In their zeal to protect us from the Big Government bogeyman, vocal proponents of this new movement seem unable to separate good investments from bad ones, and sound programs from lousy ones. They would rather hack with a meat cleaver than slice with a scalpel.
There is certainly nothing wrong with striving for wise distribution of government funds. We should demand nothing less. But when platitudes replace wisdom and balance during the budget process, we all suffer. We worry that these righteous new hackers of "all government spending" will, in their quest for cuts, carve away more than just fat and end up separating us from a limb, an ear, or a vital organ.
Much like the Works Progress Administration (WPA) projects of the post Depression '30s, the federal American Recovery and Reinvestment Act (aka Stimulus) represented a triage aimed at saving a dying patient. It injected federal funds into every corner of America in an effort to keep people employed while investing in sorely-needed infrastructure improvements. Once banking systems were re-established and the stimulus plan took root, our failing economy stabilized and then slowly began to improve.
The Hudson Valley received more than $92 million in Stimulus funding for transportation infrastructure projects that had been languishing on local "to do" lists for years. It paid for many needed road and bridge repair projects throughout the region, such as the upcoming reconstruction of the Hoffman Street Bridge in the City of Poughkeepsie and the building of a new Park and Ride commuter lot in the Town of Rhinebeck. That translated into local jobs and improvements that wouldn't have materialized otherwise.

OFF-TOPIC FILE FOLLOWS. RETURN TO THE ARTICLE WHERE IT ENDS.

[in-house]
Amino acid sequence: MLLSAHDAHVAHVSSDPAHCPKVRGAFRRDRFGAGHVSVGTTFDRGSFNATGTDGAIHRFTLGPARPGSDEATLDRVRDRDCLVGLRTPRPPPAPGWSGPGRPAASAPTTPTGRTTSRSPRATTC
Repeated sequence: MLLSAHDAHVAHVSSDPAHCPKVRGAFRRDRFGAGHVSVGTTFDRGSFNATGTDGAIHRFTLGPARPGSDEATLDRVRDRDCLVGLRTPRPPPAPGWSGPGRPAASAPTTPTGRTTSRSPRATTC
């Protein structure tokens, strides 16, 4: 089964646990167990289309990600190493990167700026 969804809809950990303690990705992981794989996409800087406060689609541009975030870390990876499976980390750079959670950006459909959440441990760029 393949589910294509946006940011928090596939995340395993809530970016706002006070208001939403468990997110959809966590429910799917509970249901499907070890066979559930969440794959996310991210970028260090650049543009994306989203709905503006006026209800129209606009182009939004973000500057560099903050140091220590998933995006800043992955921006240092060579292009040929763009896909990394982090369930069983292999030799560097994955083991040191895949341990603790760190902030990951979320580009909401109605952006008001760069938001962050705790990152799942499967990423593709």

But what many don't realize is how Stimulus funding positively impacted other areas of the Hudson Valley economy, helping nonprofits and local governments provide essential services and keeping property taxes lower than they would have been. For instance, nearly $1.5 million in Stimulus funding went to provide direct support for health care clinics in Orange County. In Ulster County, the Rural Ulster Preservation Co. of Kingston used $1 million in stimulus funding to create a local Homeless Prevention and Rapid Re-housing program, extremely important in the wake of the dramatic rise in foreclosures. In Dutchess, Astor Services for Children & Families used $1.35 million to expand its important Head Start programs to serve more at risk children. And Hudson Valley communities saw an injection of nearly $5 million in new Community-Oriented Policing (COPS) funding that helped hire new police officers at a time when small cities like Poughkeepsie, Newburgh, and Kingston need them but can't afford them.